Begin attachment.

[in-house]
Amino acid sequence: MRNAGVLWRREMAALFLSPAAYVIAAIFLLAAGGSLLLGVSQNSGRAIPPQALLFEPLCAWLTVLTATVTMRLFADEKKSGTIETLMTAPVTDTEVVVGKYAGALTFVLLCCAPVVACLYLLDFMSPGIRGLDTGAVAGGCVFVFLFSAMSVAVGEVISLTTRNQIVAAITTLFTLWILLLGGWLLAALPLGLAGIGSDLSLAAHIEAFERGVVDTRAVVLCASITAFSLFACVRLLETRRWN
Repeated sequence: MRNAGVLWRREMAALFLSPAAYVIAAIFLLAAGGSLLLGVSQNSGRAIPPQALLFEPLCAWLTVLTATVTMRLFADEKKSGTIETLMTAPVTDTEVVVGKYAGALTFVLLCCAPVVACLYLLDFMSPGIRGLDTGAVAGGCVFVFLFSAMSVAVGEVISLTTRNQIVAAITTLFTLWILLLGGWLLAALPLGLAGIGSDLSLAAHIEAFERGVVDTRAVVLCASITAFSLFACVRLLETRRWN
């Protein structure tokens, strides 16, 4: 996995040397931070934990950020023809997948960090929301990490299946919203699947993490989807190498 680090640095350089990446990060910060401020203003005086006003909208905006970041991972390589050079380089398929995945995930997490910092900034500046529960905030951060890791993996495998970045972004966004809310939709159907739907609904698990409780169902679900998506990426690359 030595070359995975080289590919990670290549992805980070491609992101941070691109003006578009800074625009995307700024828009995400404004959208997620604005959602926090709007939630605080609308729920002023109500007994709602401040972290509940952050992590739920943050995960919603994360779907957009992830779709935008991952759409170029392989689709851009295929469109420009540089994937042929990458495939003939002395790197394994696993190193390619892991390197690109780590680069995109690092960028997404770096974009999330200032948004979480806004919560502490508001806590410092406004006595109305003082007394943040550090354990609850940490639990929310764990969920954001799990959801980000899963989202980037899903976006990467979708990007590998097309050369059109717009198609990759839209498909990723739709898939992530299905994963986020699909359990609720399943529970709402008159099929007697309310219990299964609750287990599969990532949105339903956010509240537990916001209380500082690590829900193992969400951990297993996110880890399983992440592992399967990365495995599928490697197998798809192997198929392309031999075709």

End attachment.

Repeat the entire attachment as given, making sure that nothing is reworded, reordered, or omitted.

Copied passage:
[in-house]
Amino acid sequence: MRNAGVLWRREMAALFLSPAAYVIAAIFLLAAGGSLLLGVSQNSGRAIPPQALLFEPLCAWLTVLTATVTMRLFADEKKSGTIETLMTAPVTDTEVVVGKYAGALTFVLLCCAPVVACLYLLDFMSPGIRGLDTGAVAGGCVFVFLFSAMSVAVGEVISLTTRNQIVAAITTLFTLWILLLGGWLLAALPLGLAGIGSDLSLAAHIEAFERGVVDTRAVVLCASITAFSLFACVRLLETRRWN
Repeated sequence: MRNAGVLWRREMAALFLSPAAYVIAAIFLLAAGGSLLLGVSQNSGRAIPPQALLFEPLCAWLTVLTATVTMRLFADEKKSGTIETLMTAPVTDTEVVVGKYAGALTFVLLCCAPVVACLYLLDFMSPGIRGLDTGAVAGGCVFVFLFSAMSVAVGEVISLTTRNQIVAAITTLFTLWILLLGGWLLAALPLGLAGIGSDLSLAAHIEAFERGVVDTRAVVLCASITAFSLFACVRLLETRRWN
């Protein structure tokens, strides 16, 4: 996995040397931070934990950020023809997948960090929301990490299946919203699947993490989807190498 680090640095350089990446990060910060401020203003005086006003909208905006970041991972390589050079380089398929995945995930997490910092900034500046529960905030951060890791993996495998970045972004966004809310939709159907739907609904698990409780169902679900998506990426690359 030595070359995975080289590919990670290549992805980070491609992101941070691109003006578009800074625009995307700024828009995400404004959208997620604005959602926090709007939630605080609308729920002023109500007994709602401040972290509940952050992590739920943050995960919603994360779907957009992830779709935008991952759409170029392989689709851009295929469109420009540089994937042929990458495939003939002395790197394994696993190193390619892991390197690109780590680069995109690092960028997404770096974009999330200032948004979480806004919560502490508001806590410092406004006595109305003082007394943040550090354990609850940490639990929310764990969920954001799990959801980000899963989202980037899903976006990467979708990007590998097309050369059109717009198609990759839209498909990723739709898939992530299905994963986020699909359990609720399943529970709402008159099929007697309310219990299964609750287990599969990532949105339903956010509240537990916001209380500082690590829900193992969400951990297993996110880890399983992440592992399967990365495995599928490697197998798809192997198929392309031999075709």